PORTLAND – Peaks Islanders want to discuss a way for the island to remain part of Portland while gaining a degree of autonomy, says the head of the Peaks Island Council.
In a letter to Mayor Nick Mavodones, council Chairman Mike Richards said he would like to explore forming a village corporation, which would let the island remain in the community and retain a significant portion of the property taxes that homeowners pay the city.
There are several other village corporations in Maine. Each relationship is negotiated, with the village staying in the municipality and some of the property taxes from the village being kept by the town or city to pay for services. The village is in charge of the rest of the tax money and is responsible for other services.
If it were a village, for example, Peaks Island could contract with Portland for police coverage, contract with the Cumberland County Sheriff’s Office or set up its own force.
Richards said the decision to discuss a village corporation was driven by disarray on the Peaks Island Council, which was formed after the island tried unsuccessfully to secede from Portland three years ago.
No one has filed to run for three vacant seats on the council in November’s election. The four remaining council members, including Richards, plan to resign in two months.
“The islanders, I think, view the council as being powerless,” Richards said, while the proposal to consider a village-city relationship “is a good faith offer by the island to try something that’s a little more than the Peaks Island Council and less than independence. But it takes two to tango.”
Mavodones responded coolly to the suggestion that Peaks Island and Portland negotiate a village-city relationship, noting that he’s not even sure Richards and the Peaks Island Council have the legal standing to negotiate with the city.
He also noted that the City Council opposed the Peaks Island secession proposal, and said that entering into talks to give the island even some independence “is inconsistent with where the council was three years ago.”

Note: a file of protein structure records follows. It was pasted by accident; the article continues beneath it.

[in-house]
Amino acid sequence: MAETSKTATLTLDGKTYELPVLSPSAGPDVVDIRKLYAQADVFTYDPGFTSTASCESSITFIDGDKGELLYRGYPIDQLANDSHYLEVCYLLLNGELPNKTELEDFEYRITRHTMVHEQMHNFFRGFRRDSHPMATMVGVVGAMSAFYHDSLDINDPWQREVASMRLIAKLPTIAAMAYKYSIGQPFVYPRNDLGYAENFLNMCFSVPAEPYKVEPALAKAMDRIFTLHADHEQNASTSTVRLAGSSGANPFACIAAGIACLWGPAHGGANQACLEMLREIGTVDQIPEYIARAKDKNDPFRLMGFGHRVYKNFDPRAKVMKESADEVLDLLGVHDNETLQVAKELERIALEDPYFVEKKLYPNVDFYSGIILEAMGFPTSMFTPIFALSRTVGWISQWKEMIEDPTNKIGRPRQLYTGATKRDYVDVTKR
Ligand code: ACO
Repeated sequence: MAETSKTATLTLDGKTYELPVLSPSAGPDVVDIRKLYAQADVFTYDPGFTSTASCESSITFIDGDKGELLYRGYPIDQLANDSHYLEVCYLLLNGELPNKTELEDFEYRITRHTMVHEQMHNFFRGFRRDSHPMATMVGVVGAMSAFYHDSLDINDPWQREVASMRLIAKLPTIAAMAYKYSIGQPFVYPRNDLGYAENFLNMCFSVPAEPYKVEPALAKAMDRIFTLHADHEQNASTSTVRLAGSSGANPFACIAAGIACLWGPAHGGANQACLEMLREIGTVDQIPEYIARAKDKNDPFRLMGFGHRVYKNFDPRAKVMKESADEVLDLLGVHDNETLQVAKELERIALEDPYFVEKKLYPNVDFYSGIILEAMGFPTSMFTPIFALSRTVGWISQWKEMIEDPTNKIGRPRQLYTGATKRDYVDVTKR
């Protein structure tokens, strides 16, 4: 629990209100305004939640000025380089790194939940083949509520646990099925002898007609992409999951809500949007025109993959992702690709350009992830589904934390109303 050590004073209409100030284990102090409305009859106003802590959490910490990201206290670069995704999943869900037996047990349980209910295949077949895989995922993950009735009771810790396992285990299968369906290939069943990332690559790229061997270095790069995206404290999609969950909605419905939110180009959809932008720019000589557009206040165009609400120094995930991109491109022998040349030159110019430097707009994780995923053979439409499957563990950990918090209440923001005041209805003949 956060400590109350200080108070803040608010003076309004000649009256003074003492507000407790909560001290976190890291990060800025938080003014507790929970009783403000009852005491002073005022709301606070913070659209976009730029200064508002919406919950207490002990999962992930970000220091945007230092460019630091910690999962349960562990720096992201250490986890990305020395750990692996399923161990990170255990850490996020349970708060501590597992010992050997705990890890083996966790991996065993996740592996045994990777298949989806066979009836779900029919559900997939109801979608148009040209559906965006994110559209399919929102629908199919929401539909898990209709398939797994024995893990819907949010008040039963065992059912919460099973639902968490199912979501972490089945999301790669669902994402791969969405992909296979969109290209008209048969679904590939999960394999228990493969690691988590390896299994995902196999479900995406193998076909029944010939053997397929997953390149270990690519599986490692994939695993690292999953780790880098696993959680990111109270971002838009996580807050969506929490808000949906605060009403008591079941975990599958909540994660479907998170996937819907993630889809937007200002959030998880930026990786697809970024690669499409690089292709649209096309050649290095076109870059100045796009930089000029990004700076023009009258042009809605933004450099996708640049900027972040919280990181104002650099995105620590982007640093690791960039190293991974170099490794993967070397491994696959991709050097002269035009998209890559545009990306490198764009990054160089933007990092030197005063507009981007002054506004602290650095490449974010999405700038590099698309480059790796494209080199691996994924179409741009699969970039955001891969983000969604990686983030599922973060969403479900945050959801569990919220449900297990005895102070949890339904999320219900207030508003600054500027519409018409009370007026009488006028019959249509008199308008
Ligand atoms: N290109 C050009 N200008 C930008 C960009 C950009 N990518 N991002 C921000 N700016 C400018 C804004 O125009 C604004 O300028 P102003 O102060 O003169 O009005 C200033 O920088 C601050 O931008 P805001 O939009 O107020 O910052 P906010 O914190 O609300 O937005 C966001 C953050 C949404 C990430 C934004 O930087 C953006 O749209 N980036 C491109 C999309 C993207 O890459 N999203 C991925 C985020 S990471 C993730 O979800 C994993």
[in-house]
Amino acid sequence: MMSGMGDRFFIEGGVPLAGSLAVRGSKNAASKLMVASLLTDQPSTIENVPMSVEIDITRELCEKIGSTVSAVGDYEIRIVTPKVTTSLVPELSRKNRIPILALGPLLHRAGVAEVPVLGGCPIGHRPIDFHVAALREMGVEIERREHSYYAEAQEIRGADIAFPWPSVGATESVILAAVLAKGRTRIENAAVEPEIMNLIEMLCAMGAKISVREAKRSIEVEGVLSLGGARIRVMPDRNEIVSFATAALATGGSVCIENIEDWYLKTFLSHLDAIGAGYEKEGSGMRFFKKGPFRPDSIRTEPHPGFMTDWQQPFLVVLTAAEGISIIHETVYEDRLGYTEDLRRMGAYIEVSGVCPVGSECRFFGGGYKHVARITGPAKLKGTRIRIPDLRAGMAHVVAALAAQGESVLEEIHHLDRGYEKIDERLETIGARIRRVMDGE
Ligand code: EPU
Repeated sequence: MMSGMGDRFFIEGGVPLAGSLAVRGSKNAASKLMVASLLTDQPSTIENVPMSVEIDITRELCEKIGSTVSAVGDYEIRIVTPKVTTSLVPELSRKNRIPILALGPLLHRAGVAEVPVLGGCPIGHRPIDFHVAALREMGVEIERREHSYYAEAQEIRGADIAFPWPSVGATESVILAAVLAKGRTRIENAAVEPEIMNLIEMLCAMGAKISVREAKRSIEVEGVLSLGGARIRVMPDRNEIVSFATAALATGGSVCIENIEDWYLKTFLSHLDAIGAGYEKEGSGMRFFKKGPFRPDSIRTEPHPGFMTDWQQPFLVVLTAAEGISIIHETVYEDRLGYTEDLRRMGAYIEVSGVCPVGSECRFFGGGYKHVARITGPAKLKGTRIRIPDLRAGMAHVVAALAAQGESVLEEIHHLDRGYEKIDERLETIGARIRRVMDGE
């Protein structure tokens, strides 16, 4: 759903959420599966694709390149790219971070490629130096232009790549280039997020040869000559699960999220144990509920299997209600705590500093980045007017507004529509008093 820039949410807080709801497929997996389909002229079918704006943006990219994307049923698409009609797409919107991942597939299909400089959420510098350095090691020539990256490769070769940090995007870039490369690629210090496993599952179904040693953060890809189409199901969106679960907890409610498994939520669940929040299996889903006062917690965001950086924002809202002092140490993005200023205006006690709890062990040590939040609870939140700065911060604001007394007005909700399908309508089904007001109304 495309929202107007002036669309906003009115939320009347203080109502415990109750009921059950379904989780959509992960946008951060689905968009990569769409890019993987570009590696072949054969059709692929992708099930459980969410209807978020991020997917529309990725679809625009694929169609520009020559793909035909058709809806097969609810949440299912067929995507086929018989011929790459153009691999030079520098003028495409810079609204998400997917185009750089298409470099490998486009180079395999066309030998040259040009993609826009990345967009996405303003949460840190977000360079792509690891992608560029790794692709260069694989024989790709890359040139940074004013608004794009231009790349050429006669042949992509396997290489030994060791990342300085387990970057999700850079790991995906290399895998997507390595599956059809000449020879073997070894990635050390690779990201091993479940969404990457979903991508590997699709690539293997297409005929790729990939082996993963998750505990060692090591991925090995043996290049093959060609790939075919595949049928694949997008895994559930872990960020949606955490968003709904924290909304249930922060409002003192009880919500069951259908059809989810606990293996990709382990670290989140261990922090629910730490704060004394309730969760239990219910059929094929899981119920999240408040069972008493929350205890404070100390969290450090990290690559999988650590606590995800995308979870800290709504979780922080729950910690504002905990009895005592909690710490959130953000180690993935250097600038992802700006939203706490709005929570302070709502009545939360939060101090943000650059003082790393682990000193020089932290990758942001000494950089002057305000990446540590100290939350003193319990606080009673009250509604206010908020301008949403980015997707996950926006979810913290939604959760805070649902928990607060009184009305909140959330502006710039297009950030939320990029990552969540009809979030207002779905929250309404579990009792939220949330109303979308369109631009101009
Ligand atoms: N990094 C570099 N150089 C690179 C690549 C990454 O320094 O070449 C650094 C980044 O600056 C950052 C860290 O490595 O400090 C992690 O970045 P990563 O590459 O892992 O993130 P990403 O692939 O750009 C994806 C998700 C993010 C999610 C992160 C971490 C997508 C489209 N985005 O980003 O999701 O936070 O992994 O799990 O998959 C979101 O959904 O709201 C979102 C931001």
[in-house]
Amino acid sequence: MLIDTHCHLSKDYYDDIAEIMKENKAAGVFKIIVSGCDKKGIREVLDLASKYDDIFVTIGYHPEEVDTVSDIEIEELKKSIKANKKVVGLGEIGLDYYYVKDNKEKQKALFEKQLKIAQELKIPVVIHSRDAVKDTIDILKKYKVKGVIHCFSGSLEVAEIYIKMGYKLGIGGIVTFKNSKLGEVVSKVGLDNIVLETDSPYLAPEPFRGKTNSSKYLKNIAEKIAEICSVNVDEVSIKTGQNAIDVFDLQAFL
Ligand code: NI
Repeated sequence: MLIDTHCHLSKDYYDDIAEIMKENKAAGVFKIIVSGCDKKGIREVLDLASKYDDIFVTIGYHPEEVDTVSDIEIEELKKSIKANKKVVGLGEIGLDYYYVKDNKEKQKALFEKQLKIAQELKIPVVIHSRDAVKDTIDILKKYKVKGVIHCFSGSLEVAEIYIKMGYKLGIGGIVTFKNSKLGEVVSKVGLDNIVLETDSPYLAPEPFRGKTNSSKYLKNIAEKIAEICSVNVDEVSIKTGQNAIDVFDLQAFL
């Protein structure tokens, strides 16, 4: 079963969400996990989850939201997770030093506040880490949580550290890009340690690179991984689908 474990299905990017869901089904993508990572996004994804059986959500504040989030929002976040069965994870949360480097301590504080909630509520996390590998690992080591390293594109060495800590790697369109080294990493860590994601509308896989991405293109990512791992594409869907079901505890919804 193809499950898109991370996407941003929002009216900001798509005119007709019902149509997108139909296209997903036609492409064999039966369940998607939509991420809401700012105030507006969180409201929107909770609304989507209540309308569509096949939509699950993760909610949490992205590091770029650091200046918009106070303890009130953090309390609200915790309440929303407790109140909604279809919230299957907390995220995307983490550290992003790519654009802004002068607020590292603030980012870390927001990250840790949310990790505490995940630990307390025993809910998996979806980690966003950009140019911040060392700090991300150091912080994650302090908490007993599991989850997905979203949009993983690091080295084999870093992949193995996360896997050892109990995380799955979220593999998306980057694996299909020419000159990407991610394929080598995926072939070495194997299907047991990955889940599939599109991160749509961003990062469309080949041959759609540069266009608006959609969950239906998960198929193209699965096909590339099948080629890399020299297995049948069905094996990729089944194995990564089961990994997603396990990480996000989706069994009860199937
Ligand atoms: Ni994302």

Richards said the Peaks Island Council was set up after legislators rejected secession and suggested that the city and the island try to forge a new working relationship.
But he said the City Council has rejected the Peaks Island Council’s requests for a subsidy for Casco Bay Lines, which runs the ferry service from the mainland to Peaks and other Casco Bay islands, for a larger police presence and for more money for the island council, which used city funds to offset some of the cost of islanders’ ferry tickets.
In many cases, Richards said, the city not only rejected the requests for more services, it cut back on those it provided.
Richards also suggested that if the city rejects negotiations, Peaks Islanders could go back to the Legislature, seeking to secede and arguing that they have tried to work with Portland but have been rebuffed.
Mavodones said the complaints about funding are “a matter of interpretation and perhaps the spin put on it,” and Peaks Island is an important part of the city that should remain part of Portland.
But he doesn’t think that establishing a new relationship with Peaks Island is necessarily the best way to do that.
“Every neighborhood has issues that come up and I don’t see that treating one neighborhood differently from the others is the answer,” he said.
He also doesn’t like the idea of handling one neighborhood’s property taxes in a different way than the revenue from any other neighborhood.
“We don’t decide how much of our taxes come from Munjoy Hill or Rosemont,” he said. “All of our taxes go to help the whole community.”
Mavodones said the City Council will probably get a briefing on how village corporations work in the next few weeks and he is open to meeting with Richards.
But he doesn’t feel he has any authority to start negotiations unless the City Council approves and until questions over the Peaks Island Council’s standing are resolved, he said.
Staff Writer Edward D. Murphy can be contacted at 791-6465 or at: